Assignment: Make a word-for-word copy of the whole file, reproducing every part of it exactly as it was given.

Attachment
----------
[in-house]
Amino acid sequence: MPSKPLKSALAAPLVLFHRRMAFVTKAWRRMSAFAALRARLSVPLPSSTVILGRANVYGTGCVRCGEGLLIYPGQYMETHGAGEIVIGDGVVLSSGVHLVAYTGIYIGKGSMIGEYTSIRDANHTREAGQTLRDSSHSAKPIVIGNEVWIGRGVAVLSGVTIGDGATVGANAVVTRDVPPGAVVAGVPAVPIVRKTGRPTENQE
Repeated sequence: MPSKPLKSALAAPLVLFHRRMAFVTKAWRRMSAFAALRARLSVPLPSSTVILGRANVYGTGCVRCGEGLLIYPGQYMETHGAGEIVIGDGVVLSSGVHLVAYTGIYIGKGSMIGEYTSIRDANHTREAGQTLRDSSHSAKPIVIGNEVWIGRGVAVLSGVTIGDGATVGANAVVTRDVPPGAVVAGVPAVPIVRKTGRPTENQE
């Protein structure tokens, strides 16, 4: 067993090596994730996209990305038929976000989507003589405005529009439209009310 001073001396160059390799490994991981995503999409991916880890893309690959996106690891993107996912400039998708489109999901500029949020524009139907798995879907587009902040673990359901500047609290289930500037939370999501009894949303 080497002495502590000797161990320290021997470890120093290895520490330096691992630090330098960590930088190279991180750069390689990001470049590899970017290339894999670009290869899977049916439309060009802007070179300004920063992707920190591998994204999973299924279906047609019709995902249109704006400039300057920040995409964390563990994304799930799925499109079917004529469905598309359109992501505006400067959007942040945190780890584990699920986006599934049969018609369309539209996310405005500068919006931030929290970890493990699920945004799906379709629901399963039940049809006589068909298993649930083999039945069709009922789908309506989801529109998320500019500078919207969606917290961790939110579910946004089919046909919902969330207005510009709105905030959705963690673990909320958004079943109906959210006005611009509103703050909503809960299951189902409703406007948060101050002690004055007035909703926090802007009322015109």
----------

[in-house]
Amino acid sequence: MPSKPLKSALAAPLVLFHRRMAFVTKAWRRMSAFAALRARLSVPLPSSTVILGRANVYGTGCVRCGEGLLIYPGQYMETHGAGEIVIGDGVVLSSGVHLVAYTGIYIGKGSMIGEYTSIRDANHTREAGQTLRDSSHSAKPIVIGNEVWIGRGVAVLSGVTIGDGATVGANAVVTRDVPPGAVVAGVPAVPIVRKTGRPTENQE
Repeated sequence: MPSKPLKSALAAPLVLFHRRMAFVTKAWRRMSAFAALRARLSVPLPSSTVILGRANVYGTGCVRCGEGLLIYPGQYMETHGAGEIVIGDGVVLSSGVHLVAYTGIYIGKGSMIGEYTSIRDANHTREAGQTLRDSSHSAKPIVIGNEVWIGRGVAVLSGVTIGDGATVGANAVVTRDVPPGAVVAGVPAVPIVRKTGRPTENQE
């Protein structure tokens, strides 16, 4: 067993090596994730996209990305038929976000989507003589405005529009439209009310 001073001396160059390799490994991981995503999409991916880890893309690959996106690891993107996912400039998708489109999901500029949020524009139907798995879907587009902040673990359901500047609290289930500037939370999501009894949303 080497002495502590000797161990320290021997470890120093290895520490330096691992630090330098960590930088190279991180750069390689990001470049590899970017290339894999670009290869899977049916439309060009802007070179300004920063992707920190591998994204999973299924279906047609019709995902249109704006400039300057920040995409964390563990994304799930799925499109079917004529469905598309359109992501505006400067959007942040945190780890584990699920986006599934049969018609369309539209996310405005500068919006931030929290970890493990699920945004799906379709629901399963039940049809006589068909298993649930083999039945069709009922789908309506989801529109998320500019500078919207969606917290961790939110579910946004089919046909919902969330207005510009709105905030959705963690673990909320958004079943109906959210006005611009509103703050909503809960299951189902409703406007948060101050002690004055007035909703926090802007009322015109």